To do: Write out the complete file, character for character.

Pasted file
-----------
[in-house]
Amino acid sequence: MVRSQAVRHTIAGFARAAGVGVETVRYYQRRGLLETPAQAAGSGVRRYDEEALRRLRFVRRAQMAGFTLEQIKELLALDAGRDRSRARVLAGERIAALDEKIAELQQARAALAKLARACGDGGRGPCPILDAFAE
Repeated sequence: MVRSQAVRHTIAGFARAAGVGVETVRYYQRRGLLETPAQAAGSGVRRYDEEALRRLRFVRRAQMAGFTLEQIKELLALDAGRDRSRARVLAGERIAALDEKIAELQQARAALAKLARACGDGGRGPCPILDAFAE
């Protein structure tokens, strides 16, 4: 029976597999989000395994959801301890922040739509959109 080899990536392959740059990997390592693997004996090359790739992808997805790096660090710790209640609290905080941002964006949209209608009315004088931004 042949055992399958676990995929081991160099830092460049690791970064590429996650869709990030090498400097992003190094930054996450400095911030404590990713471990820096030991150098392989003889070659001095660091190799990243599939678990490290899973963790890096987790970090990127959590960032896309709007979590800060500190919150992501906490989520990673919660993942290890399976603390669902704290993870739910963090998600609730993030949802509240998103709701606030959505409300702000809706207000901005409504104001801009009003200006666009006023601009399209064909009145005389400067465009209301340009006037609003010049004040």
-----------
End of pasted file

[in-house]
Amino acid sequence: MVRSQAVRHTIAGFARAAGVGVETVRYYQRRGLLETPAQAAGSGVRRYDEEALRRLRFVRRAQMAGFTLEQIKELLALDAGRDRSRARVLAGERIAALDEKIAELQQARAALAKLARACGDGGRGPCPILDAFAE
Repeated sequence: MVRSQAVRHTIAGFARAAGVGVETVRYYQRRGLLETPAQAAGSGVRRYDEEALRRLRFVRRAQMAGFTLEQIKELLALDAGRDRSRARVLAGERIAALDEKIAELQQARAALAKLARACGDGGRGPCPILDAFAE
């Protein structure tokens, strides 16, 4: 029976597999989000395994959801301890922040739509959109 080899990536392959740059990997390592693997004996090359790739992808997805790096660090710790209640609290905080941002964006949209209608009315004088931004 042949055992399958676990995929081991160099830092460049690791970064590429996650869709990030090498400097992003190094930054996450400095911030404590990713471990820096030991150098392989003889070659001095660091190799990243599939678990490290899973963790890096987790970090990127959590960032896309709007979590800060500190919150992501906490989520990673919660993942290890399976603390669902704290993870739910963090998600609730993030949802509240998103709701606030959505409300702000809706207000901005409504104001801009009003200006666009006023601009399209064909009145005389400067465009209301340009006037609003010049004040």